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Marshall, July 22. 1883
My dear Aunt Martha,
I am so glad it is not as hard as formerly for you to write, and, as a result, I received that nice long letter from you just after I had mailed my last to you. I am sorry I omitted Mamie's picture, but I will not fail to enclose it in this. I wanted to share my pleasure with dear Mother, so sent your letter right on to her, consequently have it not here to answer. By the way, Mother's health is so much improved that she is doing her own work again. I am afraid she can never depend on Mamie's help any more, for this summer has given an entirely new turn to her prospects. I will enclose her last letter. You will see in that how it is with her.
She has been engaged for several weeks to Charlie, the son of Mr. & Mrs. Hurd, where she has boarded all summer. She is very happy in this new relation, and I am glad in her joy. They are both young. She was twenty one last winter and he will be twenty two in August, and they do not expect to be married for awhile yet. He is a farmer and has a trade too, a mason. He has never had his picture taken so I have not seen him yet. Mamie is a good girl and well qualified for keeping house. She is an excellent cook, and quite an adept in both hand and machine sewing, and a beautiful washer and ironer. She took a second grade certificate at the "Institute" last spring I sent this picture visiting last summer at Newport & Providence. Cousin Hallie Rhoades wrote that she was a daughter to be proud of. I suppose I am proud enough of all of my family I think I have reason to be.
Perhaps I told you we expect to have a picture of all who are at home taken as a group. You shall have a copy when we get them. I am all ready for it now excepting finishing Will's coat & we must do it before harvest commences. It will commence in less than two weeks now. The grain is looking very fine, if nothing comes to destroy it. George has 260 acres in, 200 of it rented land. We hope, if the prices are good to get out of debt next fall. We expect to let Henry go to Owatonna next winter to the Academy with Georgie, so our family will be quite small for us, only five. Our number at home in [illegible] and Greenville, before it was broken up. We had nice strawberries in our own garden this year. I wish you could all see our yearling colts "Dollie" and "Jessie." They are almost precisely alike & as nice as can be.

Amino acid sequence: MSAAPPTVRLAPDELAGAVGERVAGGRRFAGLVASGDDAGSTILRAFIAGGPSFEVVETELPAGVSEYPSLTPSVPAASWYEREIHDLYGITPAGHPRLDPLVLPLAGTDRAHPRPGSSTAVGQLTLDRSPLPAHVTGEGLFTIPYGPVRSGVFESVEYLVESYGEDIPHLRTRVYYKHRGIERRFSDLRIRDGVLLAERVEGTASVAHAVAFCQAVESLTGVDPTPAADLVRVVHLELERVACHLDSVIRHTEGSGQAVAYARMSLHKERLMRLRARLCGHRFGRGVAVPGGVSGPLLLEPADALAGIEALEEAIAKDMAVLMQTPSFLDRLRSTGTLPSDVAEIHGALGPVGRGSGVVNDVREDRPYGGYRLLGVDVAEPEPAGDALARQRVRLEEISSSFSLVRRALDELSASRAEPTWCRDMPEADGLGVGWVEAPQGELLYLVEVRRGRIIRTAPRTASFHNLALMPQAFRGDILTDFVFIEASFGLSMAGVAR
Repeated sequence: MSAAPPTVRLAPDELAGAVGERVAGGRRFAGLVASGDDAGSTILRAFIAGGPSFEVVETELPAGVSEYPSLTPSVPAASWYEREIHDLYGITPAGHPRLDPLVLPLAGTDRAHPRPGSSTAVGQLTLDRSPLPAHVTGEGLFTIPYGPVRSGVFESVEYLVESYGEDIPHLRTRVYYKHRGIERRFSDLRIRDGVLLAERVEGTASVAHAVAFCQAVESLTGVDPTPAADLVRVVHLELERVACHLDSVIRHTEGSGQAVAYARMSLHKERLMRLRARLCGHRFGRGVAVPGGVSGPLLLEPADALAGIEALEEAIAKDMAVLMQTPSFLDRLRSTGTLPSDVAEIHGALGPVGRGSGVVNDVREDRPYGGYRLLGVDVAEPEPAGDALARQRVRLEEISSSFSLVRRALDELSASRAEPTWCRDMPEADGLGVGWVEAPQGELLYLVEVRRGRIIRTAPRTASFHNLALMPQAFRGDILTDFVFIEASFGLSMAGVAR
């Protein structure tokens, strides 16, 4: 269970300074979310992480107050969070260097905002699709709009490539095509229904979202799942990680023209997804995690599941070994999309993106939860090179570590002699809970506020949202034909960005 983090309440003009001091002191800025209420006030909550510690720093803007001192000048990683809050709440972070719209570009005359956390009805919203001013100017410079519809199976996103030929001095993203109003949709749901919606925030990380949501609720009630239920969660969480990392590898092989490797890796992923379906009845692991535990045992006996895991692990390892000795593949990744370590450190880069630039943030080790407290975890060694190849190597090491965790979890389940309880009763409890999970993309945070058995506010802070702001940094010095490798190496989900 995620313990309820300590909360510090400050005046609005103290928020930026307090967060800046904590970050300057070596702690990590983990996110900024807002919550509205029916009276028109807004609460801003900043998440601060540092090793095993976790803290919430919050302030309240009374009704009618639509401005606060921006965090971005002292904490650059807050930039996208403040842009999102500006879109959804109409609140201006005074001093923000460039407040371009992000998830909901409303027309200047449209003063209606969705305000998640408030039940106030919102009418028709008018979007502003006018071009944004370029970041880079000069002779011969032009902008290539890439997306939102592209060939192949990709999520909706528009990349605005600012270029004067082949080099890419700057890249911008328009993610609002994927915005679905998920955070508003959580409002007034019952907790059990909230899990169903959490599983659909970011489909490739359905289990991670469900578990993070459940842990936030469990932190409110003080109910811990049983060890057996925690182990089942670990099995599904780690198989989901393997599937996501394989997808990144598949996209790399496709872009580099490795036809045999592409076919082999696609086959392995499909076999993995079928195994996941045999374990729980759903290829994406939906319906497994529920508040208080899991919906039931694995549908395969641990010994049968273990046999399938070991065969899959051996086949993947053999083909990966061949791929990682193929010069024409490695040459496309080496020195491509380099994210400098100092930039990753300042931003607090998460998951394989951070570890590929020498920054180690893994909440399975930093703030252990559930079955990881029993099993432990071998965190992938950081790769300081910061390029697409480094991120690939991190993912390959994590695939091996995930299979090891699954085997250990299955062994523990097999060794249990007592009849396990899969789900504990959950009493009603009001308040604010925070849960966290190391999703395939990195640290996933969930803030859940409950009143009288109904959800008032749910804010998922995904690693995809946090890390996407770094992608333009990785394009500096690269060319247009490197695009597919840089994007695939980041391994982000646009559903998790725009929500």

Our folks are haying now. George Howard has broken 80 acres for Mr. Parady's whose land joins us, and we rent it. He is a Frenchman. Mamie intends to take a claim in the Turtle Mountains, and expects to go there this winter "to hold it down." Mr. Hurd & Charlie will take land, and Mr. Hurd expects to spend the winter there with his family so it will be a good chance for her. Speaking of rings, I wear my engagement ring on my little finger & I have for years. I never had a wedding ring. How you must value those keepsakes that are so very old. I would value them very highly if I had any such. I have the little teacup over a hundred years old, that Aunt Laura gave me. I thought so much of the ring cousin Laura sent me so long ago made of her hair, but during those long years of sickness, where I couldn't take care of things that got lost.
I was so sorry for it was a beautiful memento. It is coming daylight, and I must go to work. Every day brings plenty for me to do. We are all well. With much love to cousins Lowell & Laura also yourself.
I am your aff Niece,
Mary E. L. Carpenter
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